The U.S. Dollar sustained most of its gains against its counterparts save the British Pound, which improved by over half a percent overnight.
Yesterday’s afternoon was an exciting one that witnessed the survival of Theresa May as U.K. Prime Minister and Brexit deal-making going into a new phase. The prospects of a resolution to the built-up uncertainty that has gone on for over two years is what is setting bets on Sterling appreciation.
Housing Starts data was not released because of the shutdown, but there was positivity on the side of Philadelphia Fed Business Outlook, almost twice as optimistic as expected when surveying business leaders. This is a change from recent revelations of pessimism among small business owners per the January National Federation of Independent Business (NFIB) survey that swathe steepest decline in confidence in fourteen months. We think the greenback has room for losses as the economy may lose some momentum, but inconsistency in indicators, or lack thereof, will keep the FX market all over the place primarily monitoring statements and other headlines.
What to Watch Today…
- No major events scheduled for today.
The complete economic calendar can be found here.
The Euro keeps fluctuating within a half percent range, making it difficult to predict throughout the week. Mostly affected by the dovish commentary from European Central Bank President Mario Draghi, the shared currency is staying afloat on data at least meeting expectations.
Consumer Price Index (CPI) for the Euro-zone registered at 1.0% as forecast and the yearly average is currently making headway towards the desirable 2.0% at 1.6%. Britain leaving the European pact could surge prices overall in Europe since protections and other dynamics changing could easily force businesses to demand more in a less free-trade environment.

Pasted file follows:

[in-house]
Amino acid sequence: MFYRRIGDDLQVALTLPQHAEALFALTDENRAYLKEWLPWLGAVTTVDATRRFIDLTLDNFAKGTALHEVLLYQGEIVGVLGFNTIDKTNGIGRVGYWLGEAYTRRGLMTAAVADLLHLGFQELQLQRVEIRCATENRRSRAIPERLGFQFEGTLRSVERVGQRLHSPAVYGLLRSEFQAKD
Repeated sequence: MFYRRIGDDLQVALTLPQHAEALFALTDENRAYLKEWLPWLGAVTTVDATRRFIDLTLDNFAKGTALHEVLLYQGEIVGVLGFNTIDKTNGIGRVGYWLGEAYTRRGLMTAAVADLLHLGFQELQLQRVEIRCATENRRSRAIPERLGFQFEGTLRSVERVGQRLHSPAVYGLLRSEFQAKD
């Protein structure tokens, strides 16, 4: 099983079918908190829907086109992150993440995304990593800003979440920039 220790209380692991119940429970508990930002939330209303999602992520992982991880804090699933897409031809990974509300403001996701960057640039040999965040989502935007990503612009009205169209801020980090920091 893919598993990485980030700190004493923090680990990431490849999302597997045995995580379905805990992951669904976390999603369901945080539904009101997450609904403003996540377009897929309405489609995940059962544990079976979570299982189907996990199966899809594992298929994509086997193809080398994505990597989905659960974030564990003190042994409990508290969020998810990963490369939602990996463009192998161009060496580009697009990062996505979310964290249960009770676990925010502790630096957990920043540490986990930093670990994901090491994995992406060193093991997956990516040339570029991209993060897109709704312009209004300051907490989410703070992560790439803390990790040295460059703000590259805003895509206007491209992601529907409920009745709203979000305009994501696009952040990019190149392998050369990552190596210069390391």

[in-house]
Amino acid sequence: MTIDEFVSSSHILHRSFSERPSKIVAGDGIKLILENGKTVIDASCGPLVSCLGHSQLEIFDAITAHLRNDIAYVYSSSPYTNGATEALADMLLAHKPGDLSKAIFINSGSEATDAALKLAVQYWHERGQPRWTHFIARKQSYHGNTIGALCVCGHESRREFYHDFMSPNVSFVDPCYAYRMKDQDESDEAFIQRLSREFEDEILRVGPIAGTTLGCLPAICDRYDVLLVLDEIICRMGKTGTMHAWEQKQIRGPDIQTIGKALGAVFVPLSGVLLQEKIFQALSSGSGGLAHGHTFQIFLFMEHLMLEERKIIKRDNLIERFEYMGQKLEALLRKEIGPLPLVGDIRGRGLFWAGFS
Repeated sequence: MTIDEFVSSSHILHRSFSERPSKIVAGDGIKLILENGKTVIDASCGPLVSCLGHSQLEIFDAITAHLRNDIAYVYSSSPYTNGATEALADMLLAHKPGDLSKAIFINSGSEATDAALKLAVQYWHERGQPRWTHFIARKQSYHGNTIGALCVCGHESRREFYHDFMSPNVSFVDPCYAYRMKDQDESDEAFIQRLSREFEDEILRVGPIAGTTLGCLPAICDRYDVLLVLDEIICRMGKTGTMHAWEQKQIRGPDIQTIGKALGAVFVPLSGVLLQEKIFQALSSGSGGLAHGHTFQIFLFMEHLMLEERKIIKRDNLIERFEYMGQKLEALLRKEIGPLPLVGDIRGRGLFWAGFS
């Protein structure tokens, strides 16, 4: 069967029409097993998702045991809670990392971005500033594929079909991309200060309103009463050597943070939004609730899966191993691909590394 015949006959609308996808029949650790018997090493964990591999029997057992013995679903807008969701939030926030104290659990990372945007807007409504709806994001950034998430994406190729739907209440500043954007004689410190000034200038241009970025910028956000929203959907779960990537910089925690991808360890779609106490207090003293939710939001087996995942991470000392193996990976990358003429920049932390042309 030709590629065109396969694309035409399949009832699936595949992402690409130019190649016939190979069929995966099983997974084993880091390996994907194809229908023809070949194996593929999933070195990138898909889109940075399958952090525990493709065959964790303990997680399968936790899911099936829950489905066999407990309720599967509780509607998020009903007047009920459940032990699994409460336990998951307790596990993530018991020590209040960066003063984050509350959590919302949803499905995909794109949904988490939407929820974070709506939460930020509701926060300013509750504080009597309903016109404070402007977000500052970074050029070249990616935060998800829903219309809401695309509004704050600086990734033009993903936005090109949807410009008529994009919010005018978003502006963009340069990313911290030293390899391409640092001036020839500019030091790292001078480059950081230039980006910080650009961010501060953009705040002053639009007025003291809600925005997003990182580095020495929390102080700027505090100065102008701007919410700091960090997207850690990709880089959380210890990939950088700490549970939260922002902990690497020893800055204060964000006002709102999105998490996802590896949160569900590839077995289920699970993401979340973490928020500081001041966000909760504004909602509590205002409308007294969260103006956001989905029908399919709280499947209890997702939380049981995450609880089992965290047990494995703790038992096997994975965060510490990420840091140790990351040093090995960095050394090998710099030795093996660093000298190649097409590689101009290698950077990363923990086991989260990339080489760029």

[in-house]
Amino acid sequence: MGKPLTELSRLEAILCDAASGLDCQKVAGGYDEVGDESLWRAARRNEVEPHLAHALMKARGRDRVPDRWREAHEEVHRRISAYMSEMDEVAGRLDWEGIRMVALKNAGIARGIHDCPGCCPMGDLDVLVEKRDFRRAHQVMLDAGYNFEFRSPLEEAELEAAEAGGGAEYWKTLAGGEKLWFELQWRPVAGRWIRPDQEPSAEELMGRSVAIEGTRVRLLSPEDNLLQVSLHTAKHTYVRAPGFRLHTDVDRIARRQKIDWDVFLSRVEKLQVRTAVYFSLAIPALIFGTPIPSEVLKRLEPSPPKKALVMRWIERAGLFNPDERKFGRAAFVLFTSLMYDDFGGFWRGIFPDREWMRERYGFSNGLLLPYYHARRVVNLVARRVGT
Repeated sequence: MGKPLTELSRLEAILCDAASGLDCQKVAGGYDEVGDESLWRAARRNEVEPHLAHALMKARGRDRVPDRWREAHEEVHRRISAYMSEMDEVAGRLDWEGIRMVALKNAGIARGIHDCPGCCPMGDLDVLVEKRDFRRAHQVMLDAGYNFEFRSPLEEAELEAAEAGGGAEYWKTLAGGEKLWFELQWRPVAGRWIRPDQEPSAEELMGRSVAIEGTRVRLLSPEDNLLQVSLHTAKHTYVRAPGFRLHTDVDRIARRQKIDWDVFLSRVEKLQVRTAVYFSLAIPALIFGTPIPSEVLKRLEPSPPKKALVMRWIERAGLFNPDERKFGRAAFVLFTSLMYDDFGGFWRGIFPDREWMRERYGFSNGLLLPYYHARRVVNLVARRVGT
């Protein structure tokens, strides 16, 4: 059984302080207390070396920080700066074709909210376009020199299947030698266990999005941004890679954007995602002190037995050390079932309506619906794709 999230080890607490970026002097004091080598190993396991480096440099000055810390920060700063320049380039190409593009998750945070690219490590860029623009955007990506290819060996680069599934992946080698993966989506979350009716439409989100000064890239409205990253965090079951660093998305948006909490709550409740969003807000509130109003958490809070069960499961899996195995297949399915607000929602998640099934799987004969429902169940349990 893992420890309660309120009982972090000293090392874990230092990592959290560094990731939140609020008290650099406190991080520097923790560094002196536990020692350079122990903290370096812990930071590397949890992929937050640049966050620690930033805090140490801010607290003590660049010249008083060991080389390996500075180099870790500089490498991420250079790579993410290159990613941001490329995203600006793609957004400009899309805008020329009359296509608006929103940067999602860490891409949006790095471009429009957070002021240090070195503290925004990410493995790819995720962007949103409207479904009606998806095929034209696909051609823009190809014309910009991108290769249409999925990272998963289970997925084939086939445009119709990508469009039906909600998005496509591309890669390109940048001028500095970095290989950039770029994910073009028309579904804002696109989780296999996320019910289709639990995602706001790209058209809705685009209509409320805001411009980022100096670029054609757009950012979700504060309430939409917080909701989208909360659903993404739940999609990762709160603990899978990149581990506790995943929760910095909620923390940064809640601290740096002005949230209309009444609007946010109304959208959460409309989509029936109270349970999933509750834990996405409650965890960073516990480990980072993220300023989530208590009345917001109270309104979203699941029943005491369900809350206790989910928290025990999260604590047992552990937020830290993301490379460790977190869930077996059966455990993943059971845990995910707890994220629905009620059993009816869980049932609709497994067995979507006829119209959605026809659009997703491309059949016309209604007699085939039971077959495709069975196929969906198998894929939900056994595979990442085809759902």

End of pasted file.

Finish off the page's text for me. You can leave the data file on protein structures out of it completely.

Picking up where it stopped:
The Pound keeps improving as the gridlock in working towards a solution to Brexit seems to be turning a page. They certainly were not singing “Kumbaya My Lord” together in Parliament, but during yesterday’s havoc as debate over a confidence vote went on showed the desperation by lawmakers to work towards something and the fear of a no-deal for the country. Theresa May suffered the biggest loss a government has ever faced in front of a legislative chamber as the deal she worked on for over two years with the European Union was defeated, but showed similar resilience as Sterling when she kept her job by a thin margin.
Now, her cabinet may see people go and she wants Labour Party figures to come to her side in what she deems a national emergency. France and Germany are said to have softened their stance on not allowing for further delay to the deadline, but reports are on the side of Britain catching a break. After 2-plus years of nothing but frustration, it seems like the appropriate approach. We think a second referendum is what will ultimately come off all of this.